The ‘Occupy All Streets’ Saga

Last week, Jay-Z seemed like the latest rapper to take up the cause of the Occupy Wall Street movement. After Jay-Z and West wrapped up the second show in their Watch the Throne concert series at Madison Square Garden, Russell Simmons tweeted a picture of Jay backstage, sporting a Rocawear shirt that read, “OCCUPY ALL STREET(S).”

“Jay-Z just took #OccupyWallStreet to a whole new level,” tweeted Simmons, a longtime supporter of OWS.  “Wowowowowowoow.”

The shirts–and Jay’s involvement–were well received until Rocawear revealed it had no plans to donate profits to the movement that inspired them.

“The ‘Occupy All Streets’ t-shirt was created in support of the ‘Occupy Wall Street’ movement,” read a statement from the company of which Jay-Z (estimated net worth at $450 million) is the CEO. “Rocawear strongly encourages all forms of constructive expression, whether it be artistic, political or social. ‘Occupy All Streets’ is our way of reminding people that there is change to be made everywhere, not just on Wall Street. At this time we have not made an official commitment to monetarily support the movement.”

In response to the overwhelming criticism, media sites reported that Rocawear had caved to criticism and pulled the $22 t-shirts from their online site. But on Monday, the shirts reappeared.

“The revolution will not be merchandized! Or will it?” quipped The Washington Post who reported on the reemergence of the tees.

It will. ‘Occupy All Street’ shirts are now available only on back order, and the site offers an expected ships date of December 16.

Before their initial removal, Patrick Bruner, a spokesman for Occupy Wall Street, told the NY Daily News on Sunday, “Naturally there will be some bloodsuckers who come out of the woodwork,” he said. “A much better way to show your support for Occupy Wall Street would be to show up and participate in this momentous occasion and help to shape a new and better future.”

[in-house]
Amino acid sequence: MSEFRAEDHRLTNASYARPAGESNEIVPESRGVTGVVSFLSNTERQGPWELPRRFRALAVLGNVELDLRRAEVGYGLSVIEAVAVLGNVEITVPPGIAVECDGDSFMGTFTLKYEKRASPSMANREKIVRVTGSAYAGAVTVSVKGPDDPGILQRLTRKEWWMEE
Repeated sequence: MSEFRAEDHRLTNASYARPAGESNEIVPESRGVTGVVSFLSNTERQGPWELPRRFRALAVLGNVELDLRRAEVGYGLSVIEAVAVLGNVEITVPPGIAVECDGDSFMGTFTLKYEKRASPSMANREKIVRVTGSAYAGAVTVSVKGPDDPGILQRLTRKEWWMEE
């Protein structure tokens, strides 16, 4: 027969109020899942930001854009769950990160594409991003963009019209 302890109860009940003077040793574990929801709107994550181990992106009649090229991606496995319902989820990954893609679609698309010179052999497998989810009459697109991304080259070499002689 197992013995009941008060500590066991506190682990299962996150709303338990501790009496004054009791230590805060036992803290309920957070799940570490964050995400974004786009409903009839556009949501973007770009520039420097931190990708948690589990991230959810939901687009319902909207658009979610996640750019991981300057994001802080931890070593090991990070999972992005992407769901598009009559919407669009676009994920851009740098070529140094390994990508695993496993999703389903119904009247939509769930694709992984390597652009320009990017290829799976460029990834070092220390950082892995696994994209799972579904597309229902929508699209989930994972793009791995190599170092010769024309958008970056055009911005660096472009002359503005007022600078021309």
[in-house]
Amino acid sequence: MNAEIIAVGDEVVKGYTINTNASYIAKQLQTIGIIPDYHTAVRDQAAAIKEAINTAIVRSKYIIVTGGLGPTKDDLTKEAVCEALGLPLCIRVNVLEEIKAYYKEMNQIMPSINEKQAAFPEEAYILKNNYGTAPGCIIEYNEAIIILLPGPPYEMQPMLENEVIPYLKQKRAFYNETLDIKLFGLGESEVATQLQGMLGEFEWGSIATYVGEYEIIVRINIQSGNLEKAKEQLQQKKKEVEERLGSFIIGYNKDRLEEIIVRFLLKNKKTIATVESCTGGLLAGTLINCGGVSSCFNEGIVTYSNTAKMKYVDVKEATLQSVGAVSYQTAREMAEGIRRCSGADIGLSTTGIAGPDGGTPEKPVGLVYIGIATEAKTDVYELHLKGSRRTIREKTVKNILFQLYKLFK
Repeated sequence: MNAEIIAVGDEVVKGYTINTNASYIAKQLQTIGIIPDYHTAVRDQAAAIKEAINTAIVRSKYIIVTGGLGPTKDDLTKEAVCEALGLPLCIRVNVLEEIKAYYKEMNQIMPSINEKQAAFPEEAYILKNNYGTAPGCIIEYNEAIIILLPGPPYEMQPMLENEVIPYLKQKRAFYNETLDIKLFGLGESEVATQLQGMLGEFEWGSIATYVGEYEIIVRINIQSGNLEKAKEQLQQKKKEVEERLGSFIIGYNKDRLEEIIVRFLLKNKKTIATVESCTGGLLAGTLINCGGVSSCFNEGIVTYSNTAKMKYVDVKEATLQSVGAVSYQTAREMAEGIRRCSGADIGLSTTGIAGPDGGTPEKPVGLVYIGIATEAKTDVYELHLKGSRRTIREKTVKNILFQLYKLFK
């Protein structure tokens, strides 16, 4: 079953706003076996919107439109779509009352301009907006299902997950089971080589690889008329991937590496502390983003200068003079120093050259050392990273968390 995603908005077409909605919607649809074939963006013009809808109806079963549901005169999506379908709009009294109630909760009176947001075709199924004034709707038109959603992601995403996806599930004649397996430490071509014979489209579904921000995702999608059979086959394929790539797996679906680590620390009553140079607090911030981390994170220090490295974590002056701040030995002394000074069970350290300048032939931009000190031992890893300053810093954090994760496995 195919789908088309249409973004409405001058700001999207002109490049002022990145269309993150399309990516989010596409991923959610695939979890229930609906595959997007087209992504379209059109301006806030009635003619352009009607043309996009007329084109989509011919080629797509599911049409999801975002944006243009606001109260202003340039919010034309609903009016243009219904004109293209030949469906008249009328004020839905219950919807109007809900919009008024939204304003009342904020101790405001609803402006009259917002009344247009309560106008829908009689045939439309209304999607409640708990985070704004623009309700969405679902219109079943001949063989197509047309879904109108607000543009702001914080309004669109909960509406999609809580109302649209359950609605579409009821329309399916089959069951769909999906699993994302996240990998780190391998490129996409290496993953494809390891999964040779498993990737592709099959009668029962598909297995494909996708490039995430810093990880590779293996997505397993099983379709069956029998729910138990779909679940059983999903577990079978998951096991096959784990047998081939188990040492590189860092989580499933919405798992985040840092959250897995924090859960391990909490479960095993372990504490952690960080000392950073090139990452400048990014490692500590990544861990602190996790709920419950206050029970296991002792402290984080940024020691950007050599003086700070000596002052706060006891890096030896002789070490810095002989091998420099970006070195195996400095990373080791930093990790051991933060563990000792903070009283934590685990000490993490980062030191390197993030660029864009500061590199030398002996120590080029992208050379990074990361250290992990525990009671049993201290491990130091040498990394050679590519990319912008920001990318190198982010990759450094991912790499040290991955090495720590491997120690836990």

The Daily News article included a poll asking readers whether Jay was obligated to share his profits off the shirts. Fifty-five percent of readers said he was. (Thirty-seven percent said he wasn’t.)

Over at The Atlantic, Conor Friedersdorf also ripped Hov a new one last week in “Unapologetic Millionaire Jay-Z to Sell ‘Occupy All Streets’ T-Shirts.”

“It takes all kinds of audacity to be Jay-Z and to bring to market Occupy Wall Street-inspired t-shirt,” Friedersdorf wrote. “The man is arguably the most aggressively unapologetic member of the 1 percent in America. And that’s fine, as long as he owns it. What’s too much is lauding conspicuous consumption, mocking less wealthy rivals, then trying to profit off OWS.

I respect the arrogance of Rocawear to make the shirts and get away with profiting off a movement that is directly opposed to what they are doing by selling OAS tees. And I’m not surprised. I mean, Jay’s a business, man. But I can’t help but notice the (intentional?) irony of being inspired by a cause that opposes everything you stand for, changing up two letters in its slogan, and then purely profiting off of it.  Isn’t that how the 99% got screwed into the financial mess the country’s facing in the first place?

Would you wear an Occupy All Streets t-shirt? Why or why not?

Demetria L. Lucas is the author of “A Belle in Brooklyn: The Go-to Girl for Advice on Living Your Best Single Life” (Atria) in stores now. Follow her on Twitter @abelleinbk